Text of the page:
Sadly, the truly free recognize that it is filled with responsibility, not license; accountability, not selfishness and most importantly, compassion, not avarice.

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Comment by Alan Perlman on February 9, 2013 at 11:11am

Jay,

This is why I am a libertarian.  Dems pretend to be socially liberal (to them it means affirmative action) but take your money for their endless social programs.  Repub's pretend to be fiscally conservative but have no problem spending lavishly on war and want to use the govt's power to regulate your personal life. 

They're all hypocrites: Both sides prolong the drug war, huge entitlement programs, and worldwide military empire.  Libertarians are the only ones who honestly want to promote smaller govt., social liberalism and fiscal conservatism.

If I, as an atheist, don't trust God, whom I can't see, why would I trust politicians, whose antics and corruption are on display 24/7?

As regards "All the government has to do is invoke 'national security', 'terrorism' , or 'drug war' and invasive behavior becomes acceptable."...recall Ben Frankin's observation that a nation that gives up liberty to gain security will not get either one -- and doesn't deserve either.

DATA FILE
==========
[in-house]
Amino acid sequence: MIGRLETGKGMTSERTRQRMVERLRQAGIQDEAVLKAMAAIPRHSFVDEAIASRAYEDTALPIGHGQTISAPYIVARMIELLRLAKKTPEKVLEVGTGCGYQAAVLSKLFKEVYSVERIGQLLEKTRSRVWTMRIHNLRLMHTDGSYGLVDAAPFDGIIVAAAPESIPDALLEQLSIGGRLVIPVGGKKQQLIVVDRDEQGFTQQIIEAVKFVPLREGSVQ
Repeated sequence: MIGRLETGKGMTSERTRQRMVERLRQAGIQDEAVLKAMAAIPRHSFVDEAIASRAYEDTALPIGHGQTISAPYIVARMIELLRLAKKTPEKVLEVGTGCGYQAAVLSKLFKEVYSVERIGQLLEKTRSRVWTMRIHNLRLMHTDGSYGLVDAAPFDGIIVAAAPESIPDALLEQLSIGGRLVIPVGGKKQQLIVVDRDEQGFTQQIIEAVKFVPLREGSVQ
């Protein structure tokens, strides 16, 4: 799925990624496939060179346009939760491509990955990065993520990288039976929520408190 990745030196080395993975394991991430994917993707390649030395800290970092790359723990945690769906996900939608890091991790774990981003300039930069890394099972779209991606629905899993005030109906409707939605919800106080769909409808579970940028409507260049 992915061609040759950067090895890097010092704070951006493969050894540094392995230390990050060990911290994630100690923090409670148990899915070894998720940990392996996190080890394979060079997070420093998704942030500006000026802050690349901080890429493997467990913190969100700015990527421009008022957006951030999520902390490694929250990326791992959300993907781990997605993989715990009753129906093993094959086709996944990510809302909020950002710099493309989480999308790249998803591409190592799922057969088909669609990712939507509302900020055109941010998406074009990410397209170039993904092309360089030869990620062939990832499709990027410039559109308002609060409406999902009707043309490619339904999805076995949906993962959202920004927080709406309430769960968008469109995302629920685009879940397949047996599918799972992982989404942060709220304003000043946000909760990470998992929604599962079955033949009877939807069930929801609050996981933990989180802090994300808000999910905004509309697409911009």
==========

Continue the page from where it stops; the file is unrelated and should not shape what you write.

Comment by jay H on February 9, 2013 at 7:14am

I am an atheist and yes, I definitely consider the government to be the biggest threat to freedom. The only freedom somewhat intact is free speech (and that is constantly under threat). The 4th amendment has been largely bypassed by both the Dems and the Repubs. All the government has to do is invoke 'national security', 'terrorism' , or 'drug war' and invasive behavior becomes acceptable.

Obama's administration has greatly expanded warrantless surveillance of citizens, and has vigorously fought attempts by citizen groups to challenge this under 'national security'. We have government attempting to personal behavior in plenty of ways that are simply not the government's business. The drug war has entrenched a variety of invasive technologies as 'legitimate', including now the use of drones.

"Additionally, any rights and freedoms infringed went that route voluntarily with programs like the Patriot Act. Repressive legislation fostered after the 9/11 tragedy were given away freely and passed by the very people claiming their freedoms and rights diminished."  On what planet did I or millions of others 'give up' my rights? What gives the president or congress (or even non existent popular vote) the right to gut the Constitution?